The third option is to make our Kantianism thicker. This third option means taking two steps. The first step is described by Galen Strawson in his discussion of Hume’s quandary over his account of the self:

One might say that what Hume [as he writes his Appendix] sees is that his philosophy allows (demands, constitutes) a transcendental argument in Kant’s sense, an argument of a sort strictly forbidden to empiricists. It allows an argument not just to the conclusion that there is something more to the mind than a series of experiences – for that is something he never doubted – but to the conclusion that the nature of this something more is correctly and knowably characterizable in a certain metaphysically specific (albeit extremely general) way: either as a persisting single something or as a non-single multiple thing that knowably involves real connection in a way that is not knowable given empiricist principles. (The Evident Connexion, p. 134)

So what Hume sees is that he has to posit “something more” of a self – some thingliness or capacity which at the very least can establish connections among discrete experiences so as to get Humean psychology up and running. That is the first step: posit something that invests experience with connections. But if we rest content with taking only this first step, we run into two problems. First, all we have done is to salvage Hume’s skepticism about the extent of philosophical justification. That is, we have done what is minimally required in order to become good Humean skeptics about ever obtaining philosophical justification for believing in selves, substances, and causality. Maybe that is a good place to be; Hume himself seemed content with it, overall. But many have found Hume’s skepticism intolerable, even without recognizing the nature of the problem raised in Hume’s appendix. The second problem is more serious. If Kant’s arguments toward the end of the Transcendental Analytic (the Refutation of Idealism) are sound, then we will not be able to account for even an illusory sense of self unless we also establish that there are causal connections among the objects in our experience. The “something more” Strawson says Hume sees he needs is still not yet enough, according to Kant. Hume needs also causality among the objects of his experience in order to get enough materials to construct even a seeming sense of self.

So the second step (if anyone is still with me here!) in this third option is to posit a “something more” which not only establishes basic, non-causal connections among experiences, but also enduring object-hood and causal connections among the objects of experiences. This means, in short, that when we judge experiences, we conceptualize experience as consisting in substances and causes. We do not experience merely sensations, nor merely sensations that have superficial relations to one another; we experience objects in on-going causal relations to one another. And we have this experience only because of the judgments we make, which is to say because of the concepts we apply.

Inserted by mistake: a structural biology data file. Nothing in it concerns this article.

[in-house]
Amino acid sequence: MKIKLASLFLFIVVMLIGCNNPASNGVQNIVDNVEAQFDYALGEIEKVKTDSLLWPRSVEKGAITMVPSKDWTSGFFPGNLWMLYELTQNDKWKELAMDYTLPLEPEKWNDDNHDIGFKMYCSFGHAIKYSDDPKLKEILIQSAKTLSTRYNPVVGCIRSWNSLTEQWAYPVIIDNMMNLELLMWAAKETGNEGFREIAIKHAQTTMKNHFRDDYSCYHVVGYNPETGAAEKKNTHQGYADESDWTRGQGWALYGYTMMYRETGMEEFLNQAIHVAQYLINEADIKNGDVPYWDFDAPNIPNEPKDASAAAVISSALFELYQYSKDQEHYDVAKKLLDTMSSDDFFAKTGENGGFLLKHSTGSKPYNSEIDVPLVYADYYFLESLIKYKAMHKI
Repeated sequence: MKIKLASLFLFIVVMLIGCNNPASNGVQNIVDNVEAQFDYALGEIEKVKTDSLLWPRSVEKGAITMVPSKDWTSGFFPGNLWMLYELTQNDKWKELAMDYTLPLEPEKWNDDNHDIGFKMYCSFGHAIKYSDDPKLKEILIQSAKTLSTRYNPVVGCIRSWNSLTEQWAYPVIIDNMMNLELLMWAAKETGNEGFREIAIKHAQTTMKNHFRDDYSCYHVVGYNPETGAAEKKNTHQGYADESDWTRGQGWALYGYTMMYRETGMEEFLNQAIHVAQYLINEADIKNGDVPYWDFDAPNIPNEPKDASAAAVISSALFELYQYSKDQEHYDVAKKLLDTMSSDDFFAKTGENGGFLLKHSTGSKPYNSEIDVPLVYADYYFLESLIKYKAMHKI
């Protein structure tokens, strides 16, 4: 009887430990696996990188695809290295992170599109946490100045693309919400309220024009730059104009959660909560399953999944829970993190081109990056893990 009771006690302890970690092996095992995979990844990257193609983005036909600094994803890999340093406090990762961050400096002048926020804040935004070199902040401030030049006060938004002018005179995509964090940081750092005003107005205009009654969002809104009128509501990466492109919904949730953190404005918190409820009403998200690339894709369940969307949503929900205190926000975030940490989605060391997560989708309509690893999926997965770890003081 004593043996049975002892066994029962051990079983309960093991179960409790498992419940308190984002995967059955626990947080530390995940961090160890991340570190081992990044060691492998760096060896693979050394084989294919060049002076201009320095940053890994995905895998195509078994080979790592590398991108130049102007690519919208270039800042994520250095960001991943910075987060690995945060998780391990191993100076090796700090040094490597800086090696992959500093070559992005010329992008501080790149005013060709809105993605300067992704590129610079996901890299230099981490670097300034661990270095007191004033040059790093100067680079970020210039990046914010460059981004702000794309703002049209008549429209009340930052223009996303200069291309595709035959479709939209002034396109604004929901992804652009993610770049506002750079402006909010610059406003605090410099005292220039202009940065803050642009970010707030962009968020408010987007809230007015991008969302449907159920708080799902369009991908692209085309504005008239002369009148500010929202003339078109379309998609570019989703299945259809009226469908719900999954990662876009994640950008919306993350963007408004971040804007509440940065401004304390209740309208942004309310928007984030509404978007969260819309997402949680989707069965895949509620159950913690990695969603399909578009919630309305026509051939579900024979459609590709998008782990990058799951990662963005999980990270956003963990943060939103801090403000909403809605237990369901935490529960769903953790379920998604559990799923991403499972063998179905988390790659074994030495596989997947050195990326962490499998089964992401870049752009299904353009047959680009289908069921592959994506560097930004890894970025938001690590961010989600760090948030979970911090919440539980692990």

For the sake of keeping things more simple, I have just followed Kant here in thinking that human experience as we know it requires conceptualizing the world in terms of substances and causes. But it may be that Kant was insufficiently thoughtful about this. (A sentence I do not write lightly.) Is it possible to have human understanding without parsing experience in this particular way? Is it not a human possibility to experience and understand the world as consisting in stable, fluid processes, with only occasional causal connections, or only mere propensities and probabilities? Might a thoroughly quantum world be understandable to humans? Right now I am not as confident as Kant in ruling out these possibilities. I agree with him that there must be “something more” in our judgments of experience to yield a world comprehensible to humans, but I am as yet agnostic about precisely what this “something more” must consist in. For now I am just calling the whatever-it-is “MATH” – since whatever it is we impose upon experience, it had better explain, at the very least, why deeply important forces and features of the world are susceptible to mathematical description, and even require math for their expression.

About Huenemann

Curious about the ways humans use their minds and hearts to distract themselves from the meaninglessness of life.